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Tuesday, October 17, 2006

A lousy content story...If you can't say anything nice, just don't mention names...

Horn Blowing.

I was doing my morning survey of new things content-related when I encountered a blog post from a freelance content writer that included a testimonial from a satisfied client. The post was straight-on, hammer-it-home self-promotion. It was one of those "I love my clients and my clients love me and my work" sort of things.

I don't have anything against tooting one's own horn from time to time. I have a "hype" page at the Content Done Better site and a few testimonials on the main page, too (please note that I know the hype page is "broken" and that the site is a little less than attractive--it is undergoing new design as you read this). Self-promotion is important and I don't begrudge the writer in question for spreading the "good news" about his/her operation.


Here's the catch. The post itself is two paragraphs long. The second paragraph consists of the client's kind words. The first reminds us of how much the writer in question cares about client opinion and doing a good job. It is written horribly.

It's so lousy that I was tempted to quote it here so others could read it and exclaim, "My, that is horrible." However, I try to subscribe to the "if you can't say anything nice..." school of thought (exception noted for crappy term paper mills, etc.). I almost decided to just let it go.

However, the post, the testimonial, and a few moments of research convinced me that it was worth mentioning--but to keep the parties involved anonymous. They combine to illustrate a point.

The writer's paragraph is two sentences long. Microsoft Word immediately finds two glaring errors with only a cursory check. A closer examination reveals many problems within the thirty-four word paragraph.

  • Spelling error / nonexistent word
  • Starting a sentence with "and" (not necessarily an error, but certainly questionable)
  • Incorrect punctuation
  • Redundancy
  • Poor verb choice
  • Unnecessary use of the article "a"
  • Awkward sentence construction
You may wonder why a client would leave a glowing review for someone who can't even self-promote effectively. I was. Does the writer do a better job for clients? Does the writer outsource jobs to people who can do a better job? How did the writer get that "thumbs up" from the client?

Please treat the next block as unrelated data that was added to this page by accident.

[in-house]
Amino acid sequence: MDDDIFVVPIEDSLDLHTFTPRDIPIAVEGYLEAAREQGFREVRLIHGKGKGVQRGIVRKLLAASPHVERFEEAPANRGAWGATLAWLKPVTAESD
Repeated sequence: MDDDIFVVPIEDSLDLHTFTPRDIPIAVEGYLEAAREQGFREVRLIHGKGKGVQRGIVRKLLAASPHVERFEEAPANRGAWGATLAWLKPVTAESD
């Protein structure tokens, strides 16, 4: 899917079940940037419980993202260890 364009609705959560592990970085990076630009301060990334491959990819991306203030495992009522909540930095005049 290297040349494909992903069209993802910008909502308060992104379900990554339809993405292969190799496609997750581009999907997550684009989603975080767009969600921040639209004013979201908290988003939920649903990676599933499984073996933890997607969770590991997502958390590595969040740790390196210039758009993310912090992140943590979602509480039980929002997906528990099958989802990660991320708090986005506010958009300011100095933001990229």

The testimonial included a link to the client's site. I followed that link to a content-rich site focusing on a high-competition theme. The site has clean design and looks professional. The content? It stinks.

The first paragraph of the first piece on the main page is just as bad as the preamble to the buyer's testimonial. It might even be worse.


We know that someone capable of producing a good-looking, smartly-designed site has purchased multiple articles of dubious quality from a writer who isn't capable of writing two sentences without inspiring a great deal of brow furrowing and head scratching. We also know that the buyer actually liked the content.

Frustrating, isn't it? The real issue is that the buyer can't distinguish garbage from quality. That might be due to a language issue or it might just be that the webmaster isn't much of a reader and doesn't have the tools to distinguish trash from treasure.

It's another example of one of the greatest challenges good content writers face--how do you sell quality to those who aren't discerning consumers of writing?

I don't know how well this guy's site converts with the lousy content he has, but I am willing to bet that the numbers would be much better if the text wasn't so lousy. Even if the difference in raw dollar terms wasn't significant, the buyer would at least have the satisfaction of knowing he wasn't infuriating readers or making them question his sanity.

  • Lousy writers can get work.
  • Lousy writers can keep clients.
  • Lousy writer and their clients can both be oblivious about the whole thing.
  • Good writers need to find a way to market quality in an environment that doesn't recognize it.

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